Skip to main content

25-09-2011 | Genetics | Article

Maternal cured meat intake may increase brain tumor risk in offspring with gene variant


Free abstract

MedWire News: Children with a genetic inability to detoxify nitroso compounds may be at increased risk for brain tumors if their mothers consumed cured meat during pregnancy, a case-control population study has found.

Study co-author Susan Searles Nielsen (Fred Hutchinson Cancer Research Center, Seattle, Washington, USA) and colleagues say the findings provide a solid mechanistic grounding for previous studies that observed this cured meat effect.

Childhood brain tumors (CBTs) are the second most common pediatric cancer after leukemia. Ionizing radiation is the only conclusively established non-genetic risk factor, but several epidemiologic studies suggest that maternal consumption of cured meats during pregnancy increases risk for CBTs in offspring.

Although not all studies have observed this association, the potential relationship remains compelling because cured meat is an important source of nitrite that can combine with other components of meat to form N-nitroso compounds, including nitrosoureas.

These are potent neurocarcinogens in non-human primates and other animals, especially when exposure occurs in utero. Detoxification of nitrosoureas relies on a family of enzymes called glutathione S-transferases (GSTs).

Noting that there are several characterized polymorphisms in the genes encoding GSTs, the researchers sought to establish if they might modify any cured meat-CBT association.

They conducted a population-based study of 202 individuals with CBTs and 286 controls where data on maternal prenatal cured meat consumption was available - defined as ham, bacon, hot dogs, sausage, luncheon meat, or "other" cured meats combined.

DNA was extracted from dried blood spots (DBS) from newborn screening archives and genotyping focused on six polymorphisms across several isoforms of GST, some of which are known to result in complete absence of the respective enzyme activity among homozygous carriers while others simply cause reduced activity.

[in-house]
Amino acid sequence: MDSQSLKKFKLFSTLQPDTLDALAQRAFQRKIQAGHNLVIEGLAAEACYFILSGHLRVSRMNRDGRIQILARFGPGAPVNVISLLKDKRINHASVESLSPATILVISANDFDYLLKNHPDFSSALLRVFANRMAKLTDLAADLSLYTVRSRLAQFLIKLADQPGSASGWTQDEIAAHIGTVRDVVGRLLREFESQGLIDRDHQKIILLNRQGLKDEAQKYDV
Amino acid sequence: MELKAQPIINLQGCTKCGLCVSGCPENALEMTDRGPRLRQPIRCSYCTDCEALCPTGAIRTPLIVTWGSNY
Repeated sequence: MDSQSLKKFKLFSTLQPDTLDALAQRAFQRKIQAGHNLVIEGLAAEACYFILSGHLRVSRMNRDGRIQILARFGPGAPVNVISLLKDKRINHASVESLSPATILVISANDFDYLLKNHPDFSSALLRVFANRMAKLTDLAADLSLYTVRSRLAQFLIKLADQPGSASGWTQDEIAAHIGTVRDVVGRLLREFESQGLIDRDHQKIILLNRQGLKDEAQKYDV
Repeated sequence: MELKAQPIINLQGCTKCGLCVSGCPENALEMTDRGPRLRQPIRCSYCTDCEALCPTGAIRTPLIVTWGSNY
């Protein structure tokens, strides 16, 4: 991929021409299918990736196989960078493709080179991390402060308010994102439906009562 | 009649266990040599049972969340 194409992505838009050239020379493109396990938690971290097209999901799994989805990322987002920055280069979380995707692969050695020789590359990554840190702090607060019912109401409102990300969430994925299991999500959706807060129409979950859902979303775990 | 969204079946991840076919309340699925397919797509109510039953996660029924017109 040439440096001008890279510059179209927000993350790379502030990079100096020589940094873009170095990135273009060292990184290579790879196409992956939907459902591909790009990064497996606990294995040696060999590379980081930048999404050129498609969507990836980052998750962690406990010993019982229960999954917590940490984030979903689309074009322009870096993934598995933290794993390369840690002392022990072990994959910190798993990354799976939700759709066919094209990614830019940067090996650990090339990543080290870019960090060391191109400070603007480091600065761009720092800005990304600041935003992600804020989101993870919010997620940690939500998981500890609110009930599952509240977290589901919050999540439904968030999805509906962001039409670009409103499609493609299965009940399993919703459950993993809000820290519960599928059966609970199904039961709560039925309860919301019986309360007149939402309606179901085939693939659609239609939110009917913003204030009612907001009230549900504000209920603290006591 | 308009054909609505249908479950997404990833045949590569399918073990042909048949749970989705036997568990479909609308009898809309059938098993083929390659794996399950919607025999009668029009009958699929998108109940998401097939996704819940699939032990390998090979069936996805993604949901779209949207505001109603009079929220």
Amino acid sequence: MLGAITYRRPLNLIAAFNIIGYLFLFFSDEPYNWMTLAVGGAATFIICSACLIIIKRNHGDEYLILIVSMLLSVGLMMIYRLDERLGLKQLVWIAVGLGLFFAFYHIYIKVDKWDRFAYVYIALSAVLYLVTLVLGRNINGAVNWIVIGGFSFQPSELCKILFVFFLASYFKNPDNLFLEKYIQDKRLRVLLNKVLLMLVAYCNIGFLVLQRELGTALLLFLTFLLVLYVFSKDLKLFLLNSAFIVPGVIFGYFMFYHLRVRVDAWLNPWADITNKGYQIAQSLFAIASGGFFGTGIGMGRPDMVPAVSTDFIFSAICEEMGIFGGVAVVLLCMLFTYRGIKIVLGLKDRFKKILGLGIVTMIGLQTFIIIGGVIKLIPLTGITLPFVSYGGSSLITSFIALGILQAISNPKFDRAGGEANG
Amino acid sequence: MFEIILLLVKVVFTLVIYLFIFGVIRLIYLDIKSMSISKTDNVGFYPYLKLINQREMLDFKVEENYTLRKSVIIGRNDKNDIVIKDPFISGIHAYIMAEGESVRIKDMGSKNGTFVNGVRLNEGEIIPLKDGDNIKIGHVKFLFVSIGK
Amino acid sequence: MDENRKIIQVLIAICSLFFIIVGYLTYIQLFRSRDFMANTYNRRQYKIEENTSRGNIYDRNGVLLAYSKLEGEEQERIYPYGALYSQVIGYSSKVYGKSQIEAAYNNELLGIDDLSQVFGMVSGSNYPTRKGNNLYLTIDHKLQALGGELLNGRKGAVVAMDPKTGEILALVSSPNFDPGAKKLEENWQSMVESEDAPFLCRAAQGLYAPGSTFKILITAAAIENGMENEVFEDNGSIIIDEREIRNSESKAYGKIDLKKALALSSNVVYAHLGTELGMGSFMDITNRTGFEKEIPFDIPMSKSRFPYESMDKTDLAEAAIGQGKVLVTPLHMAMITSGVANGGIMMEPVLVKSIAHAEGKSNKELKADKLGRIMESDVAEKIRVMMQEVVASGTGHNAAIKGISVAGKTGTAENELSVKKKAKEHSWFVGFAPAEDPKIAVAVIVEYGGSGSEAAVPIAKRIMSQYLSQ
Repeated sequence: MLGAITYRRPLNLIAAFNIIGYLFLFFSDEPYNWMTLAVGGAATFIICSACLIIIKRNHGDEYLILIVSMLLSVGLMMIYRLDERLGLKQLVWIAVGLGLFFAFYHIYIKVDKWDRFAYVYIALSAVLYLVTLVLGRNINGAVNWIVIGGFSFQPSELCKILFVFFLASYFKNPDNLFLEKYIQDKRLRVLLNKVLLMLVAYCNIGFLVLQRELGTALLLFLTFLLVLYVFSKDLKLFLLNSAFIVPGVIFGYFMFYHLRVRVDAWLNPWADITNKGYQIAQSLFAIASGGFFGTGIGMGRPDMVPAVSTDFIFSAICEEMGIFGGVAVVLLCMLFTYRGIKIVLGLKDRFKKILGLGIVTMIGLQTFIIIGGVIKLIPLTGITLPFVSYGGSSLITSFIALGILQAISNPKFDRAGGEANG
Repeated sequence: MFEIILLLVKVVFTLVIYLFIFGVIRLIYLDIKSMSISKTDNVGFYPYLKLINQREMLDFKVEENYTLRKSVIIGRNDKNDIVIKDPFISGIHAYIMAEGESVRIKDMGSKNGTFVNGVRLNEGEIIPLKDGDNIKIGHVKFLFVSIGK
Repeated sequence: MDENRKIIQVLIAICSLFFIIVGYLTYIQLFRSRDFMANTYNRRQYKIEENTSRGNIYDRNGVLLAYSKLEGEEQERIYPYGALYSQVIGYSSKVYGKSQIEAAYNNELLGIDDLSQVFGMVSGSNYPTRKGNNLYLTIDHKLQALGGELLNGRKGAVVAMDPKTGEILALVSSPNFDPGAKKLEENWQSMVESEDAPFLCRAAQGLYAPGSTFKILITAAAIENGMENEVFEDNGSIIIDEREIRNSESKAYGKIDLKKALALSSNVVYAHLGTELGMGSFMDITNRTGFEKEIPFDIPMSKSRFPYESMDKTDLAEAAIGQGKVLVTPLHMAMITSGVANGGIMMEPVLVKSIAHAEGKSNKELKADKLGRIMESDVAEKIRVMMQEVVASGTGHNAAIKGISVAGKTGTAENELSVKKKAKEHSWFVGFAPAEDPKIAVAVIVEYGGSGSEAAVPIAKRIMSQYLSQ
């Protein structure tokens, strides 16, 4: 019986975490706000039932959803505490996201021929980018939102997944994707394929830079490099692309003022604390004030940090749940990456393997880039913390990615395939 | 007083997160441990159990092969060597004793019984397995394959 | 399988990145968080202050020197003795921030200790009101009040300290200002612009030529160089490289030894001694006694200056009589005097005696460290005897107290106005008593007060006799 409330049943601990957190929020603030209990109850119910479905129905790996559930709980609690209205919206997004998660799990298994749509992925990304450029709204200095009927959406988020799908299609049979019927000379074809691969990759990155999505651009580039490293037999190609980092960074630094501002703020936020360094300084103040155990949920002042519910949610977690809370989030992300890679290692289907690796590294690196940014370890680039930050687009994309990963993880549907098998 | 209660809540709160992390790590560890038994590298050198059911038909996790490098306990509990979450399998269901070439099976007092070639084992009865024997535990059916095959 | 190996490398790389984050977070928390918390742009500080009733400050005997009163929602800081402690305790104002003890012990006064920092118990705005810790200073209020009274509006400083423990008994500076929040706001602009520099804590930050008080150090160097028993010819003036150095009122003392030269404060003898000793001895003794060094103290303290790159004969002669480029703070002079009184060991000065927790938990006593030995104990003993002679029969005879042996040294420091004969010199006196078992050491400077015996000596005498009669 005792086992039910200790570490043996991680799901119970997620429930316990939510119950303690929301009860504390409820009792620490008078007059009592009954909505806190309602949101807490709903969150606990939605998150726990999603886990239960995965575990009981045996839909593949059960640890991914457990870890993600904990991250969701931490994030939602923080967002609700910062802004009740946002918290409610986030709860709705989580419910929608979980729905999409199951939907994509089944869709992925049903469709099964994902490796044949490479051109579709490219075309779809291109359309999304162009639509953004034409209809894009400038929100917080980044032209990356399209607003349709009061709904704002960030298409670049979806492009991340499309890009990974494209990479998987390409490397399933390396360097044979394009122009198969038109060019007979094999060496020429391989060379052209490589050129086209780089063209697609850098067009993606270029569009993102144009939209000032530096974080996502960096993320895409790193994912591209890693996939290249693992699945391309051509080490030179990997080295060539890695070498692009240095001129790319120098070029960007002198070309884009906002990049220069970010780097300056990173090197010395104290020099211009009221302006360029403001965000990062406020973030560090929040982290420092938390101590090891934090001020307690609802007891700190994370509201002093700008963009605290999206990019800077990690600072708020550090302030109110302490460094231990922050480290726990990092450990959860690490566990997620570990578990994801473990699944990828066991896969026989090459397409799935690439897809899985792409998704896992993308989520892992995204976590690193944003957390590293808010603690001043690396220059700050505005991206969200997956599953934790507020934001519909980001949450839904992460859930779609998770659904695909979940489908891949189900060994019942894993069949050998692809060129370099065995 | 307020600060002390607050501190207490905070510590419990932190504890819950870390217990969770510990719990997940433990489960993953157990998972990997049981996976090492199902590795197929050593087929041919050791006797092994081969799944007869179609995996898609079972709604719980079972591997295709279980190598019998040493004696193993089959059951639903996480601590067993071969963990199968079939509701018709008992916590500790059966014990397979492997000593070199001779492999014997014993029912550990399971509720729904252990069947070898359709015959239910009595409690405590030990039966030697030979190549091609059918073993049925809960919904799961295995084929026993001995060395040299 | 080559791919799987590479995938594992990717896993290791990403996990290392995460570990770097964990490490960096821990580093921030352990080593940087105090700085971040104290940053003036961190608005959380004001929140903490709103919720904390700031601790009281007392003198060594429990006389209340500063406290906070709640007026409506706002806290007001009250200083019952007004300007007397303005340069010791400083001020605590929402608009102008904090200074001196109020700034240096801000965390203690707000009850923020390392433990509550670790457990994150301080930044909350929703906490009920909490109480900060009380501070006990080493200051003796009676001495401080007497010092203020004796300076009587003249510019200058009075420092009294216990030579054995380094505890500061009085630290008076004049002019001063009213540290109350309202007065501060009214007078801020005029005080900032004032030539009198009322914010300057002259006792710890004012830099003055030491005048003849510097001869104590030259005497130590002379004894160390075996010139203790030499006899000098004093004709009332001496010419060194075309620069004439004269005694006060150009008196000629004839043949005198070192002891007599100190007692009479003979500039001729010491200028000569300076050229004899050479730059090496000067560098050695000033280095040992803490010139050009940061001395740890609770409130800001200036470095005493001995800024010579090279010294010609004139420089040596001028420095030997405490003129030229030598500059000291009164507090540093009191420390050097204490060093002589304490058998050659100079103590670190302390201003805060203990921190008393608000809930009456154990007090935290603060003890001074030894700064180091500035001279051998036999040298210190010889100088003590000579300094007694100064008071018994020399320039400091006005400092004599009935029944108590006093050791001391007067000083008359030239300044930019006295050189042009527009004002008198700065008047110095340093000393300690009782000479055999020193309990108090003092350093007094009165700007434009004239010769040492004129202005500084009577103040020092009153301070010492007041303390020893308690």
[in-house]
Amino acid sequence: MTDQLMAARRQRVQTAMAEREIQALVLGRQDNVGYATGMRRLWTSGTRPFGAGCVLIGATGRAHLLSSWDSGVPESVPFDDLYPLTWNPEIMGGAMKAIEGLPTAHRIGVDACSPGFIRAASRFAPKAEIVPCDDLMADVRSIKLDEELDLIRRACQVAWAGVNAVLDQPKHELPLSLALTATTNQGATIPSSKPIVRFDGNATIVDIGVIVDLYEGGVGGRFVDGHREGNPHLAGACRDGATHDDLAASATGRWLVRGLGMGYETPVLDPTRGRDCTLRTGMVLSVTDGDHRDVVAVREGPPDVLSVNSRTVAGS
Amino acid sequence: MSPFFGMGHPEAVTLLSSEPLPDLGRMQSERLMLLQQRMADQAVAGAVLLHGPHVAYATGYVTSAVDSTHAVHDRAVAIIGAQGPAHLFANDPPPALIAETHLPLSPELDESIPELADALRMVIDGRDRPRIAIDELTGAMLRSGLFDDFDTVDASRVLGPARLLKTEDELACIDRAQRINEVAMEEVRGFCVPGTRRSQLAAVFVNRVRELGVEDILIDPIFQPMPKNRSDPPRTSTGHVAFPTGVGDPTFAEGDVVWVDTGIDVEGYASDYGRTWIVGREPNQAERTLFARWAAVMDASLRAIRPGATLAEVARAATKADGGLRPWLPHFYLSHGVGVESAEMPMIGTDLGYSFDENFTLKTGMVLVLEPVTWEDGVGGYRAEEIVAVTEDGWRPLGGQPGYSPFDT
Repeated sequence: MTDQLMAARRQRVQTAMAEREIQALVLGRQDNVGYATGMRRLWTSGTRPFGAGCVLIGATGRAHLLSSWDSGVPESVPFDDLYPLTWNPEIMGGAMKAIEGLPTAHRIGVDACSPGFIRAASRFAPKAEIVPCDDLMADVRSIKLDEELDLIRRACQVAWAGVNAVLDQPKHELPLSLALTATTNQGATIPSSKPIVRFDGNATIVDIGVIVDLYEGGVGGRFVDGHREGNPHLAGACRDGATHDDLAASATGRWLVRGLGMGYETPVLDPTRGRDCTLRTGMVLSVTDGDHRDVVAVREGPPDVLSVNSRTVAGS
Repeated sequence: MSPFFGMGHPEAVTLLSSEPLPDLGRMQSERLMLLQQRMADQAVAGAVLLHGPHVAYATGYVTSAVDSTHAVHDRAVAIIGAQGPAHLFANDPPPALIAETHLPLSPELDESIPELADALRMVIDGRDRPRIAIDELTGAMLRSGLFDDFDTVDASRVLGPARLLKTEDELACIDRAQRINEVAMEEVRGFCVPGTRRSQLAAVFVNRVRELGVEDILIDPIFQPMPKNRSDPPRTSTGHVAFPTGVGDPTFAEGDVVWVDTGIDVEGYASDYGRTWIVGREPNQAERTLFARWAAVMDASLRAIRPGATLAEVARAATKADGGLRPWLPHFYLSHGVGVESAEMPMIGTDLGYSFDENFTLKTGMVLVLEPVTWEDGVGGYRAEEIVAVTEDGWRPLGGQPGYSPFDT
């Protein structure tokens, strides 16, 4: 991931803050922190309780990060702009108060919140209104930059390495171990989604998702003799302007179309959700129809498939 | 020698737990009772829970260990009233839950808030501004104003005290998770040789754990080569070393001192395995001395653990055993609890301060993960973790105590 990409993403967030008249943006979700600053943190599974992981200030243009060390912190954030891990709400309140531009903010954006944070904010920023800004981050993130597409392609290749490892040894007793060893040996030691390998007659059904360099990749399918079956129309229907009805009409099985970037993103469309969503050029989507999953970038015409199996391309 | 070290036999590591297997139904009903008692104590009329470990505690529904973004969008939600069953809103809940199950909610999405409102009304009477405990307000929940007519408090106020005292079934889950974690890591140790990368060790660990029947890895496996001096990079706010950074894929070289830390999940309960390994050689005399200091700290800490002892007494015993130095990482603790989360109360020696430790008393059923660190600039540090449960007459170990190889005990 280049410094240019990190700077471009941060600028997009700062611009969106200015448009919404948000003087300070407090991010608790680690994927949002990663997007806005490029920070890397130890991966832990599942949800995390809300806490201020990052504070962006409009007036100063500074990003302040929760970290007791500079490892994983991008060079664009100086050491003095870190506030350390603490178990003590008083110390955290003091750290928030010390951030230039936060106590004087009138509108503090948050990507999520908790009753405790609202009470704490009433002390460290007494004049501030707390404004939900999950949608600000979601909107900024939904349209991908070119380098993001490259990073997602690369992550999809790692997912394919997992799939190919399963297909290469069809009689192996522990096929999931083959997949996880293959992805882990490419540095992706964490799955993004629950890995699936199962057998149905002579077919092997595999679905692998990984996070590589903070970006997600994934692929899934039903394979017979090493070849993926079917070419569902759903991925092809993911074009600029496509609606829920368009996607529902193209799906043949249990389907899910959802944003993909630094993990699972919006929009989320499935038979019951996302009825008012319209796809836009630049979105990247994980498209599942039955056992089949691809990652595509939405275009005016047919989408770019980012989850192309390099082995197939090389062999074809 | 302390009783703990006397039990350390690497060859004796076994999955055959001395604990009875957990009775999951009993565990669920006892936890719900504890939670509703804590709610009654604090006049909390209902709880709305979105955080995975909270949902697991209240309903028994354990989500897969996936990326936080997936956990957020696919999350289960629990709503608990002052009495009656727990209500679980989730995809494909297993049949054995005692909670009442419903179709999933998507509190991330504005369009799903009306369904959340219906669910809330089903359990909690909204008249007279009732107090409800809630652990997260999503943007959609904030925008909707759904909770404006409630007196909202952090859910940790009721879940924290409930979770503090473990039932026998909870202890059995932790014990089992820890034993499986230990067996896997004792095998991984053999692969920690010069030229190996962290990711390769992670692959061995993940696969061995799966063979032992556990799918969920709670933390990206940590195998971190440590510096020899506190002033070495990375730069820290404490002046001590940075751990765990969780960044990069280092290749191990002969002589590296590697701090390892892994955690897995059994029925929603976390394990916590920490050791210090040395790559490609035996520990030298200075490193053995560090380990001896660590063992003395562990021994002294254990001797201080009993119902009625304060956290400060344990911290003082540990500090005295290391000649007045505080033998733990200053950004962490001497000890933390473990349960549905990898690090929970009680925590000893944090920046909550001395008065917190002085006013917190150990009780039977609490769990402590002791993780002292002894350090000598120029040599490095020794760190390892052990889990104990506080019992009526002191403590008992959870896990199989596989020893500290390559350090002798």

Nielsen et al report that the risk for CBTs increased with increasing cured meat intake by the mother during pregnancy among children homozygous for a null mutation in GSTT1. The odds ratio (OR) for each increase in the frequency of consumption per week as a continuous variable was 1.29.

Similarly, maternal cured meat intake increased the risk for CBT in individuals with a least one copy of the impaired functioning GSTM3 C allele (OR=1.14 for increasing consumption).

By contrast, there was no increased risk observed among those with intact GSTT1 or GSTM3.

"Together, these results suggest that the possible association between cured meat consumption during pregnancy and CBT risk in offspring may be modified by the fetus' ability to metabolize compounds potentially associated with the consumption of cured meats, such as nitrosoureas," Nielsen et al comment.

They add that future studies will benefit from assessment of maternal cured meat intake by trimester of pregnancy, larger sample sizes, and the inclusion of children conceived in a wider range of birth years in order to examine the effect of decreasing levels of nitrite in cured meats over time.

The research is published in the journal Cancer Epidemiology, Biomarkers and Prevention.

By Andrew Czyzewski

Related topics